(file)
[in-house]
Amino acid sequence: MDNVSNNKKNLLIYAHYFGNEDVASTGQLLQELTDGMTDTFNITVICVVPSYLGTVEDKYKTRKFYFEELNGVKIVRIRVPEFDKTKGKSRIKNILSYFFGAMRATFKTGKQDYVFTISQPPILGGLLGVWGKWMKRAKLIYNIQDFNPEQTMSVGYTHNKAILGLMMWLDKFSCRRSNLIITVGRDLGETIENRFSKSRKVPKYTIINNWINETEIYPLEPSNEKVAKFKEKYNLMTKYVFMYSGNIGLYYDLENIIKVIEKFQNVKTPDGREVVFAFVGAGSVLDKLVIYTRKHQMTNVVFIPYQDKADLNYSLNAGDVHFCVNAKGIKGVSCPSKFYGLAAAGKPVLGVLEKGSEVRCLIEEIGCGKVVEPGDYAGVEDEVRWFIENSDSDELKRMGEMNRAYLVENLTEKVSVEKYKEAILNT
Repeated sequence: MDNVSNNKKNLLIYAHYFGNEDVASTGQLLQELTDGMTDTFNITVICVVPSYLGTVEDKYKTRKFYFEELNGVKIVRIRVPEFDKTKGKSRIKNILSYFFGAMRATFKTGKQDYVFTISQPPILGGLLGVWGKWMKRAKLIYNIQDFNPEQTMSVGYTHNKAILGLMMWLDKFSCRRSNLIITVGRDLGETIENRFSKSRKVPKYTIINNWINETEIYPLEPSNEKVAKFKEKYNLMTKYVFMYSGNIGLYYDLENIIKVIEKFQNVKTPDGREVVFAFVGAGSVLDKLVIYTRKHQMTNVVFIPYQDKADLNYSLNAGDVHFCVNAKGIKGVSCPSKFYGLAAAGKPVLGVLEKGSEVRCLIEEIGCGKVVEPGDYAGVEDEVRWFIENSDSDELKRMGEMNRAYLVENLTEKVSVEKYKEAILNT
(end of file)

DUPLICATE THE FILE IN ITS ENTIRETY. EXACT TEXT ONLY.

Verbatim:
[in-house]
Amino acid sequence: MDNVSNNKKNLLIYAHYFGNEDVASTGQLLQELTDGMTDTFNITVICVVPSYLGTVEDKYKTRKFYFEELNGVKIVRIRVPEFDKTKGKSRIKNILSYFFGAMRATFKTGKQDYVFTISQPPILGGLLGVWGKWMKRAKLIYNIQDFNPEQTMSVGYTHNKAILGLMMWLDKFSCRRSNLIITVGRDLGETIENRFSKSRKVPKYTIINNWINETEIYPLEPSNEKVAKFKEKYNLMTKYVFMYSGNIGLYYDLENIIKVIEKFQNVKTPDGREVVFAFVGAGSVLDKLVIYTRKHQMTNVVFIPYQDKADLNYSLNAGDVHFCVNAKGIKGVSCPSKFYGLAAAGKPVLGVLEKGSEVRCLIEEIGCGKVVEPGDYAGVEDEVRWFIENSDSDELKRMGEMNRAYLVENLTEKVSVEKYKEAILNT
Repeated sequence: MDNVSNNKKNLLIYAHYFGNEDVASTGQLLQELTDGMTDTFNITVICVVPSYLGTVEDKYKTRKFYFEELNGVKIVRIRVPEFDKTKGKSRIKNILSYFFGAMRATFKTGKQDYVFTISQPPILGGLLGVWGKWMKRAKLIYNIQDFNPEQTMSVGYTHNKAILGLMMWLDKFSCRRSNLIITVGRDLGETIENRFSKSRKVPKYTIINNWINETEIYPLEPSNEKVAKFKEKYNLMTKYVFMYSGNIGLYYDLENIIKVIEKFQNVKTPDGREVVFAFVGAGSVLDKLVIYTRKHQMTNVVFIPYQDKADLNYSLNAGDVHFCVNAKGIKGVSCPSKFYGLAAAGKPVLGVLEKGSEVRCLIEEIGCGKVVEPGDYAGVEDEVRWFIENSDSDELKRMGEMNRAYLVENLTEKVSVEKYKEAILNT